Statement of Mr. Kenneth A. Myers III

Not for Public Release until Approved by the House Armed Services Committee Statement of Mr. Kenneth A. Myers III Director, Defense Threat Reduction Agency And Director, U.S. Strategic Command Center for Combating Weapons of Mass Destruction On The FY15 Budget Request for the Defense Threat Reduction Agency and the Chemical Biological Defense Program: Combating Weapons of Mass Destruction in a Changing Global Environment Before the Intelligence, Emerging Threats and Capabilities Subcommittee Committee on Armed Services United States House of Representatives 8 April 2014 Not for Public Release until Approved by the House Armed Services Committee 1 Director Kenneth Myers HASC Testimony April 8, 2014 Chairman Thornberry, Ranking Member Langevin, and Members of the Subcommittee, it is an honor to be here today to share with you the work being done to counter the threats posed by the proliferation and use of weapons of mass destruction (WMD). There are three entities co-located at our facilities at Fort Belvoir: the Defense Threat Reduction Agency (DTRA), the United States Strategic Command Center for Combating Weapons of Mass Destruction (SCC-WMD) and the United States Strategic Command Standing Joint Force Headquarters for Elimination (SJFHQ- E). Each one of these entities has different mission areas, authorities, requirements, and funding, but they are all located together and intertwined in order to leverage expertise from each other and coordinate efforts. These three entities, as one Team, are engaged in nonproliferation, counterproliferation and consequence management missions throughout the world -- addressing the full spectrum of WMD threats. Why We Exist- The Threat Our combating weapons of mass destruction (CWMD) efforts are driven by the threats we face today. A terrorist attack utilizing WMD can result in enormous loss of life, negatively impact economies, constrain national budgets, create political unbalance in geographic regions, and most certainly promote additional proliferation and terrorist activity around the world. Our mission is further complicated given the complex nature of countering weapons of mass destruction. During the Cold War, most of our focus was on nation states. We were worried about huge stockpiles of nuclear, chemical, and biological materials. And while there is no question that these stockpiles are still a threat today -- and some of my testimony will describe our efforts in these areas -- the more difficult area for us to track and address is terrorist acquisition of WMD materials that can be modified, grown, or enhanced for use as a weapon. The footprint is smaller in these cases, harder to track and thus harder to find and disrupt. We are not talking about huge factories or facilities in most of these cases; sometimes it is a small 2 laboratory that could fit inside a bathroom. Given this reality, no region of the world is impervious to potential chemical, biological, radiological or nuclear threats. Our focus is to keep WMD out of the hands of terrorists and other enemies by locking down, monitoring, and destroying weapons and weapons related materials. We also assist Combatant Commanders with their plans and responses to WMD events and develop and deliver cutting- edge technologies to assist with all of these endeavors. Who We Are There is no other country or government that is focused on combating weapons of mass destruction 24 hours a day, 7 days a week. Every day, 2000 people from our organization come to work in locations around the United States and around the world focused on one thing, and that's safeguarding the American people against these threats. Our success is determined by what didn’t happen –what we prevented, what we helped to interdict, what we eliminated, what we mitigated, and how prepared we are to respond. That is the basis of the shield that we can provide across the full threat spectrum -- chemical, biological, radiological, nuclear and high yield explosives (CBRNE). Regardless of the time or day, our building is buzzing with activity and with a diverse and remarkable collection of talented workers. As you enter our building and walk through the hallways, you encounter personnel with highly advanced technical degrees and skills related to physics, chemistry, microbiology, and nuclear engineering. They are working right alongside those with expansive experience with program management, logistics, planning, special operations, targeting and military operations. Our operation is often described as unique in this way, and it is true. The reason why is simple. Subject Matter Experts in the WMD field are highly specialized and hard to find. There simply are not enough experts to adequately staff the Services and Commands. And even if you did, you would not have the right type of coordination and 3 synchronization which is critical for WMD planning. The most effective way to utilize this expertise is to locate it in one place and provide efficient communication channels for collaboration. One of the reasons we are successful is because of the breadth of services that we can provide. We combine our operational side of the house with our research and development side focusing all our assets on the issue at hand. Let me give you an example, when a Command or other customer calls into our Operations Center a watch officer takes the call. This officer represents the whole Team, the operations side, planning, and the research and development side of the house. The watch officer’s job is to stay abreast of what is taking place throughout the Agency/Center and be able to quickly leverage the diverse expertise on our staff. If the watch officer recognizes that there’s some technical complexity to the question, they will go straight to our Technical Reachback personnel. The whole process literally takes seconds. And throughout the response process, operational and technical subject matter experts are engaged. This set-up allows us to fully answer questions from all aspects of a WMD problem, anticipate the needs of the various Commands and special customers, and properly prepare in case there is any follow- up. Timing is critical when dealing with WMD and our Operations Center is organized for collaboration and time sensitive requests. Last year we responded to 947 Technical Reachback requests from our customers. How We Are Structured As a Combat Support Agency, we are available 24 hours a day, seven days a week, to support the Combatant Commanders and Services in responding to any WMD threat. This requires us to not only address current needs but also to anticipate future threats to our warfighters. In our Defense Agency role, we manage a research and development portfolio to develop tools and capabilities. In fact, DTRA provides the Special Operations Command with all of their counter proliferation Science and Technology. As a USSTRATCOM Center, we support USSTRATCOM’s synchronization of Department of Defense planning efforts to counter weapons of mass destruction. And the complementary Standing Joint Force Headquarters for 4 Elimination provides both steady state CWMD planning support and can be deployed to provide direct operational support for US Military task forces in hostile environments. While I am pleased to walk through individual programs with the Committee members and their staff, I would like to use my testimony today to highlight four real-world examples of our activities and the roles that different parts of our Team played in these challenges. Syria Beginning in 2011, we began looking at ways to address the CWMD challenges in Syria. The U.S. Government (USG) and international community were alarmed by the continuing civil war in Syria and particularly concerned about the threats of chemical weapon use and proliferation. DTRA’s CWMD planners and intelligence officers worked closely with USCENTCOM to evaluate the WMD threats and options for the destruction of these weapons and materials. This analysis was coordinated with DTRA’s research and development directorate who began the process of evaluating technologies to destroy these materials. Our Technical Reachback personnel provided modeling and analysis of the potential threats we faced. We were even able to utilize our expertise and knowledge of treaty implications to help shape and steer the Department's actions to respond. And, our Team led the synchronization effort within the Department of Defense and across the interagency to bring the right expertise to the technology review. This was truly a Team effort that allowed us to utilize our capabilities and expertise. The conclusion that we came to was that we simply did not have a good way to get rid of bulk chemical agents in a foreign land, in particular hostile environments where we did not have a cooperative relationship. After reviewing a number of options, we were the first organization to invest in a prototype Field Deployable Hydrolysis System (FDHS), a capability that is suitable for the destruction of industrial quantities of bulk chemical agent. The FDHS was developed in fewer than six months and was designed to be transportable for rapid deployment in a variety of environments. 5 The Syrian chemical attacks on 21 August 2013 were a turning point for the international community. DTRA planners provided technical expertise to Department of State and White House-led diplomatic efforts at every step, including the seminal meetings between Secretary Kerry and Russian Foreign Minister Lavrov in Geneva. After the U.S.-Russia Framework and Syria’s accession to the Chemical Weapons Convention, DTRA’s Nunn-Lugar program was prepared to support the extremely rapid effort to destroy Syria’s declared chemical materials. The Nunn-Lugar program provided the Joint (UN/OPCW) Mission with the majority of the logistics equipment to move chemicals out of Syria. When the international community failed to identify a nation willing to host destruction operations for the most dangerous chemicals, a full court press was employed to develop a ship- based destruction option with only 60 days from the word “go”. And with full cooperation across the interagency and Commands, we were able to deliver a sea-based destruction capability. I am proud to say that the Motor Vessel Cape Ray, the ship that houses the two field- deployable hydrolysis systems, stands ready to begin destruction of a large portion of these chemicals once the materials are taken out of Syria. Building Partner Capacity I would also like to share with the Committee our efforts to build partnership capacity in the countries surrounding Syria. It was clear in 2012 that the countries neighboring Syria both wanted and needed improvements to their military and civilian response sectors to counter the possible illicit WMD-related trafficking coming from Syria. Beginning in 2012, DTRA started working with USCENTCOM and the whole of the US Government to build the CWMD capacity of the Governments of Jordan, Turkey, Iraq, and Lebanon. In these countries, to varying degrees we train, equip, and exercise with the military and civilian sectors so they can address non- proliferation, counter-proliferation and consequence management issues. One of our biggest projects is in Jordan which has hundreds of thousands of refugees from Syria. The Jordanians are concerned about Syrian WMD coming across its borders along with the 6 refugees. Working with USCENTCOM and our inter-agency partners, DTRA's Nunn-Lugar program is building a 247 mile long security system that runs along the northern and eastern border. To put this in perspective, 247 miles is the distance from Washington, DC to Raleigh, NC. We are building the system in 29 months and should be at full operation by August of 2015. The system is designed to detect a person from 5 miles away and provides the Jordanians with a capability to safely detect, inspect, and apprehend someone suspected of smuggling WMD. We also trained and equipped the Jordanian military and civilian first responders, approximately 1000 key personnel, to operate in a CBRNE environment. We have helped the Jordanians develop a National Response Plan for potential chemical attacks. We have conducted exercises to synchronize their efforts, reinforce and improve the operational implementation of their newly acquired capabilities. DTRA’s Nunn-Lugar program was the only Department of Defense solution that had the right expertise, authorities, and funding to respond to this emerging requirement in a timely manner. Our subject matter experts have decades of experience training international partners in border security and nonproliferation techniques. Through the Middle East Determination in October 2012, the Secretary of Defense and the Secretary of State were able to quickly approve and re- notify funding toward this urgent end. The Nunn-Lugar effort was enhanced by DTRA’s CBRN Preparedness Program (CP2) and their ongoing engagements with USCENTCOM in the region. However, the CP2 work was limited in authorities under Title 10. Fortunately, last year Congress granted relief by authorizing the Secretary of Defense, with the concurrence of the Secretary of State, to provide assistance to the military and civilian first responder organizations of countries that share a border with Syria. This was a significant step because not all nations have their response capabilities resident within their military organizations. With the Congress' continued support, we plan to immediately use this authority and work within the Department to expand the authority to provide such assistance to other countries. This year, using both this new authority and our existing Title 10 authority, we will build CBRN preparedness and response capacity in approximately 34 countries – thus creating stronger partners for a safer world. 7 CDC Building partnership capacity is a good transition into discussing our cooperative relationship with the Centers for Disease Control and Prevention (CDC). The missions of DTRA/SCC- WMD and CDC touch in many places, and we often pursue global health security projects together internationally. DTRA is well known for its successful projects in the former Soviet Union. But what may not be well known is that these types of projects are now being tracked alongside smaller, yet equally critical biological material projects in sub-Saharan Africa, the Middle East, and Southeast Asia. Why? The threat has changed. Because of our success in eliminating access to materials in the former Soviet Union, groups and states seeking WMD have shifted their attention to other geographic areas and potential WMD sources. We are evolving to address these threats and expanding our areas of cooperation to stay one step ahead. In most cases, our new partners have no WMD aspirations. But, pathogens for endemic diseases can be weaponized and are not constrained by geographic or political boundaries. Pathogens for deadly diseases like Ebola, Marburg, and Anthrax that have been used to make biological weapons are being safely secured as part of the Cooperative Biological Engagement Program, now the largest activity within the Nunn-Lugar Program. For a relatively small investment, the program is reducing access to biological materials and expanding international partnerships to better counter natural and man-made biological events. We are working closely with these countries to improve awareness, improve security, to train them in biological safety, consolidate dangerous pathogen collections into fewer facilities with better security, better safety standards, and better diagnostic equipment so we can get early warning of disease outbreaks – regardless if it is a result of a naturally occurring or a deliberate attack. Not only is this important for nonproliferation efforts but also for force protection and public health. 8 This is where our partnership with the CDC comes in. The CDC handles public health issues, but they are not tasked to address the security threats posed by deadly pathogens. This is a different mission altogether. The CDC has great experience and networks operating in Africa and Southeast Asia where many of these biological agents can be found. We can leverage their expertise by bringing the DoD security culture together with CDC’s public health work. This allows us to see a pandemic problem from both sides. As a result, we have worked very closely with the CDC over the last several years. However, we also realized that there was still a good amount of duplicative work being done by our two agencies. I am proud to announce that earlier this year, DTRA and the CDC’s Center for Global Health signed two documents: (1) a Memorandum of Understanding and (2) a Strategy for joint work. The Memorandum of Understanding formalizes DTRA/SCC-WMD’s relationship with the CDC and establishes a joint steering committee that will review and advise on future work the agencies pursue together. The Strategy document outlines the types of work that DTRA/SCC-WMD and the CDC will pursue together. The two agencies will work together on three broad biosecurity/global health goals: (1) Prevent, (2) Detect, and (3) Respond. Working on these three goals together, DTRA and CDC hope to (A) improve and expand a global network of international partners that can provide accurate and timely awareness of biological threats; and (B) build a reliable and sustainable capacity to detect, prevent, attribute, report, respond, and recover from CBRNE threats, as early as possible, for the United States and international partners. This joint effort matters because timing is everything with biodefense. We have American military personnel, foreign service personnel, and other government personnel operating in every corner of the world right now. Improved biosecurity, safety, and surveillance is essential for their safety and the performance of their missions. And the better we can address a problem away from our shores, the safer our country will be. Our continued strong relationship with the CDC improves our odds of success, and sits at the center of the United States’s contribution to the Global Health Security agenda, launched in February with 28 international partners. . Libya 9 Finally, I would like to share with the Committee that we are on the verge of another milestone in Libya. In response to Operation Odyssey Dawn, DTRA/SCC-WMD deployed experts to Stuttgart, Germany to support USAFRICOM. The deployed personnel provided key planning and liaison support to U.S. and NATO operations in Libya. We made sure that any plans for action considered the consequences associated with chemical weapons. We also worked to make sure that the chemical weapons stored in the desert remained secure. Subsequently, we played an integral role in the interagency effort to develop courses of action for security and destruction of the chemical weapons (CW) stockpile. Beginning in January 2012, the Nunn-Lugar team joined the interagency dialogue on action in Libya, and began discussions with the Government of Libya regarding security improvements at the storage site and technical options for CW destruction. Fast forward to today, weaponized mustard agent destruction is complete. Working with the Libyans, wedestroyed 517 mustard-filled 130mm artillery rounds; eight 500lb mustard-filled aerial bombs; and 45 mustard-filled tubes we believe were to be used in other bomb types as mustard filled inserts into the bomb casings. To put this into context, just one of the 500lb mustard-filled aerial bombs, detonated in an urban setting, could cause significant damage. The mustard agent would likely be dispersed as an aerosol, which could have a devastating impact depending on the environment and location. Now all of the declared Libyan chemical weapons have been destroyed and the team is helping Libya to rapidly eliminate the residual mustard agent. FY15 DTRA Budget Request Overview Our budget request for Fiscal Year 2015 (FY15) is $1.27 billion and comprises Defense-wide Research, Development, Test and Evaluation; Operations and Maintenance; Procurement; and Nunn-Lugar Cooperative Threat Reduction (CTR) appropriation accounts. In addition, DTRA executes the $407.3 million Science and Technology (S&T) portion of the DoD Chemical and Biological Defense Program (CBDP) and serves as the funds manager for the remainder of that 10 program’s funding, $980 million. Therefore, the total DTRA resource portfolio is approximately $2.66 billion. Details and highlights for these requests follow. Operations and Maintenance Funding O&M funding directly supports the warfighters and national missions as it pays for planning, training, exercises, and other means for collaboration across DoD and the USG, and with international partners. O&M funding is the fuel that enables us to reach out to our components and personnel, the warfighters, and international partners across the globe. The requested O&M funding would be applied as follows: ** Nonproliferation Activities ($58.8 million) for arms control activities including the conduct of USG inspections of foreign facilities, territories, or events; coordination and conduct of the escort of inspection teams for inspections or continuous monitoring activities in the U.S. and at U.S. facilities overseas; and the acquisition and fielding of technology capabilities required to implement, comply with, and allow full exercise of U.S. rights and prerogatives under existing and projected arms control treaties and agreements. ** WMD Combat Support and Operations ($176.4 million) for a wide range of combat and warfighter support to the Joint Chiefs of Staff, the Combatant Commanders, and military forces as they engage the WMD threat and challenges posed to the U.S., its forces and allies. DTRA supports the essential WMD response capabilities, functions, activities, and tasks necessary to sustain all elements of operating forces within their area of responsibility at all levels of war. ** U.S. Strategic Command Center for Combating WMD ($11.3 million) for DTRA direct support to the SCC-WMD including providing strategic and contingency planning, policy, and analytical support; developing interagency relationships; and working closely with USSTRATCOM partners to establish the means for assessing and exercising capabilities to combat WMD. ** Core Mission Sustainment ($167.9 million) for a wide range of enabling capabilities which include information management; resource management; security and asset protection; 11 acquisition and logistics management; strategic planning; leadership and professional development; and provide the safety, security, and efficiency necessary for mission success. Nunn-Lugar Cooperative Threat Reduction The request of $365.1 million for this important program would be used as follows: ** Strategic Offensive Arms Elimination ($1.0 million) for elimination activities of ICBMs, SLBMs, and land-based launchers to the Russian Federation in 2014. Elimination of ballistic missile submarines will continue under the recently signed bilateral protocol to the Multilateral Nuclear Environmental Programme in the Russian Federation (MNEPR). DoD will fully transition remaining responsibility for elimination activities to the Russian Federation in 2014. ** Chemical Weapons Destruction ($15.7 million) for technical expertise and resources to support the UN OPCW joint mission to remove CW from Syria. It is also providing support for CW destruction of materials removed from Syria and providing technical advice and assistance in other Regions. ** Global Nuclear Security ($20.7 million) for improving nuclear material security, including security for nuclear warheads and weapons-usable nuclear material. This program also assists in the secure transport of nuclear warheads and other qualifying nuclear material to dismantlement facilities, secure storage areas, or processing facilities for disposition. ** Cooperative Biological Engagement ($256.8 million) for combating the threat of state and non-state actors acquiring biological materials and expertise that could be used to develop or deploy biological materials and weapons. This program destroys or secures biological agents of security concern at their source, and works in partnerships to ensure a secure disease surveillance system. This program works closely with other US Government departments and agencies, international partners and the private sector. ** Proliferation Prevention ($40.7 million) to enhance the capability of non-Russian, Former Soviet Union (FSU) states and other partner countries to deter, detects, report, and interdict illicit 12 WMD trafficking across international borders. Beginning in fiscal year 2013, the Proliferation Prevention Program began expansion outside of the FSU to Southeast Asia and the Middle East. ** Threat Reduction Engagement ($2.4 million) to develop active and positive relationships between the defense, military, and security establishments of the United States and the states of Eurasia and Central Asia. This program engages military and defense officials in activities that promote regional stability, counter-proliferation, and defense reform; build security cooperation with the partner states; and promote exchanges that enhance interoperability with U.S. and North Atlantic Treaty Organization (NATO) forces for multinational operations. ** Other Assessments/Administrative Support ($27.8 million) to ensure that DoD-provided equipment, services, and related training are fully accounted for and used effectively and efficiently for their intended purposes. This account also funds Nunn-Lugar- program travel, logistics, translator/interpreter support, and other agency support. Research, Development, Test, and Evaluation DTRA RDT&E programs respond to the most pressing CWMD challenges including stand-off detection, tracking, and interdiction of WMD; modeling and simulation to support weapons effects and hazard predictions; classified support to Special Operations Forces; defeat of WMD agents and underground facilities; and protection of people, systems, and infrastructure against WMD effects. DTRA RDT&E is unique in being focused solely on CBRNE; tied closely with the agency’s Combat Support responsibilities; has a top-notch in-house field test capability; relies upon competitive bids, the national labs, industry, and academia rather than an in-house laboratory infrastructure, allowing for a “best of breed” approach to performer selection; and is nimble and responsive to urgent needs. The agency has a comprehensive, balanced CBRNE S&T portfolio that supports DoD goals and is well connected with DoD customers, as well as interagency and international partners. Our RDT&E approach balances the need for near-term pay-off with the need for long-term 13 technology and capability development, knowledge and expertise, and is centered upon the following programs: Basic Research (6.1), Applied Research (6.2), Advanced Research (6.3), and System Development and Demonstration (6.5). The requested RDT&E funding includes $37.8 million in Basic Research to provide for the discovery and development of fundamental knowledge and understanding by researchers primarily in academia and world-class research institutes in government and industry. The DTRA Fiscal Year 2015 request also includes $151.7 million for WMD Defeat Technologies Applied Research, which is used to translate fundamental knowledge into useful materials, technologies, and concepts that address recognized CWMD needs. Our $283.7 million budget request for Proliferation Prevention and Defeat Advanced Research funds development of systems, subsystems, and component integration to build, field and test prototypes to assess utility and feasibility of technology solutions to well-defined CWMD requirements. Finally, $6.9 for WMD Defeat Capabilities System Development and Demonstration funds development, operational testing, and initial deployment of mature technologies and systems. Chemical and Biological Defense Program S&T The Department’s CBDP S&T programs support DoD-wide efforts to research, develop, and acquire capabilities for a layered, integrated defense against CBRNE agents; better understand potential threats; secure and reduce dangerous materials whenever possible; and prevent potential attacks. Although funding for the CBDP is not part of the DTRA budget request, the agency executes the S&T portion of this program, for which the Department has requested approximately $407.3 million in FY15. The agency also manages funding execution in support of CBDP advanced development and procurement. Conclusion I would like to thank the Committee for this opportunity to share some of our recent efforts and accomplishments. What I hope has become clear is that how we are structured, the breadth of services we provide, the mix of authorities which we can utilize, and the depth of our subject matter expertise is just as important as the strong funding allocated by Congress. We are not just a set of programs, agreements, or funding streams -- we are much more than that. We are a 14 problem-solving tool, a unique capability. Former Senator Richard Lugar describes us as a national security engine that can be utilized around the world. We hope that we will continue to earn the Committee’s trust and support in meeting these threats and ensuring our security. Thank you, again, for the opportunity to be here today. I would be pleased to respond to your questions. 15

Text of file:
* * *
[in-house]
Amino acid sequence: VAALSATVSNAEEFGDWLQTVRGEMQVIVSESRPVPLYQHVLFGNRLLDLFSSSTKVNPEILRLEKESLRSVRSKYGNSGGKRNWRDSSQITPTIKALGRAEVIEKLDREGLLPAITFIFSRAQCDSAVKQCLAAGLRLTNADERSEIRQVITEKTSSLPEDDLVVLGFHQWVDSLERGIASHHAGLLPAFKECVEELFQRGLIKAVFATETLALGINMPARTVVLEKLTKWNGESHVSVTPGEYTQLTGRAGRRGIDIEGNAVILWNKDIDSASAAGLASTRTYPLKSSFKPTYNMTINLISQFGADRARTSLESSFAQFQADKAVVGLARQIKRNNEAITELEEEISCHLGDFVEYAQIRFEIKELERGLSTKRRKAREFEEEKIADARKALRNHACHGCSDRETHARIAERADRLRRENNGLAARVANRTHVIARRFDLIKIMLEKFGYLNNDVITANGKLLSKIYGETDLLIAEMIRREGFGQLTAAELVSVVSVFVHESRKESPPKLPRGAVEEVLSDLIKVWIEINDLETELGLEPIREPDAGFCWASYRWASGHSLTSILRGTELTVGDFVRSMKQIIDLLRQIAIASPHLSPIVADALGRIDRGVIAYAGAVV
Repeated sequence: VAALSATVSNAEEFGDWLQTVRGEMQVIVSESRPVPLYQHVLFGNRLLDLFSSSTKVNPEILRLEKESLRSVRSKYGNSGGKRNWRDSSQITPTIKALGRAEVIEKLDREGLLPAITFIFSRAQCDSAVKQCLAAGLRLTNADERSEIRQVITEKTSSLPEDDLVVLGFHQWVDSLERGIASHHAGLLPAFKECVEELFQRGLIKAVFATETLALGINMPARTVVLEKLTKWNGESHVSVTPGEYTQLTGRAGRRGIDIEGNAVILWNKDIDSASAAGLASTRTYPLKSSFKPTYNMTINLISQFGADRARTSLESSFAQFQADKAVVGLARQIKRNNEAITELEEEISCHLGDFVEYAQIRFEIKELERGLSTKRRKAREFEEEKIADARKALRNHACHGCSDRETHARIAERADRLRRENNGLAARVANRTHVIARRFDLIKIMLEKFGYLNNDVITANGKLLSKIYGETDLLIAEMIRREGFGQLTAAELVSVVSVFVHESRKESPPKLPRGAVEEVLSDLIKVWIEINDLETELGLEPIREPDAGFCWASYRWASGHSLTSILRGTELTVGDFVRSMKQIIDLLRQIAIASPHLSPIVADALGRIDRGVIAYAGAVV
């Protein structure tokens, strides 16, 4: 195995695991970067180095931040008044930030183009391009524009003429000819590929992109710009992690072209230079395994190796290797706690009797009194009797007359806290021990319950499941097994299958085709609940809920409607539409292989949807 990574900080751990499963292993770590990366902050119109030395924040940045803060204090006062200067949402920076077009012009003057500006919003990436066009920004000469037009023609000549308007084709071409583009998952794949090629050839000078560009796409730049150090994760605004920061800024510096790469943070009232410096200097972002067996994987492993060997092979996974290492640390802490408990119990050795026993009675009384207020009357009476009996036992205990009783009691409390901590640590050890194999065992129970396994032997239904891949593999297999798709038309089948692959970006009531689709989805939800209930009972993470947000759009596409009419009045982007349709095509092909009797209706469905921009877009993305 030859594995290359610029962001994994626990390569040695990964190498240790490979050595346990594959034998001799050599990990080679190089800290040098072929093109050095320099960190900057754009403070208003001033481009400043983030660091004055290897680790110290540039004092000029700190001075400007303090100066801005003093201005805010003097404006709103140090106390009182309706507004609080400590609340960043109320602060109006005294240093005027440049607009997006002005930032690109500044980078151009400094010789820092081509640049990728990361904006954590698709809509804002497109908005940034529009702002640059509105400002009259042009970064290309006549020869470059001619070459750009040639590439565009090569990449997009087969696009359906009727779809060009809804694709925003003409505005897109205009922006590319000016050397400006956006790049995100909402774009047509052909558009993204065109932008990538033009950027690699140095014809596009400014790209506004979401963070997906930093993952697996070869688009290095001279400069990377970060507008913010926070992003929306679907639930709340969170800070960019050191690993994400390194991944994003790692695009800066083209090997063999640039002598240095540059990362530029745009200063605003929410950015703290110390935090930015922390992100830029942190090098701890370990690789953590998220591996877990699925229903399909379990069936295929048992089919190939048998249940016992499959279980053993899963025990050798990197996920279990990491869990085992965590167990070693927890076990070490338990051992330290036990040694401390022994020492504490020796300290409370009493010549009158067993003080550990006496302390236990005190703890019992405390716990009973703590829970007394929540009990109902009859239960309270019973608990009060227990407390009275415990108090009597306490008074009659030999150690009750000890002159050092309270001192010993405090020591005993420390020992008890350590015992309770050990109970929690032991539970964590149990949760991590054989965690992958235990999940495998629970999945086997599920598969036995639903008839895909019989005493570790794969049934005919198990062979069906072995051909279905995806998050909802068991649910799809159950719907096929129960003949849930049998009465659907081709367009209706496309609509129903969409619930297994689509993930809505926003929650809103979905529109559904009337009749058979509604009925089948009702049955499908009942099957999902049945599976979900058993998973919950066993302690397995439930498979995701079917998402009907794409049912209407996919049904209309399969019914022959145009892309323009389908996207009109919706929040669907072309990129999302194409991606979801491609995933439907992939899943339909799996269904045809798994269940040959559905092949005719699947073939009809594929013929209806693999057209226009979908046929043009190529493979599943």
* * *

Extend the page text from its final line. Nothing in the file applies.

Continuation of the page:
Central Asia Regional
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Date Published: 
Tuesday, April 8, 2014
Cooperative Threat Reduction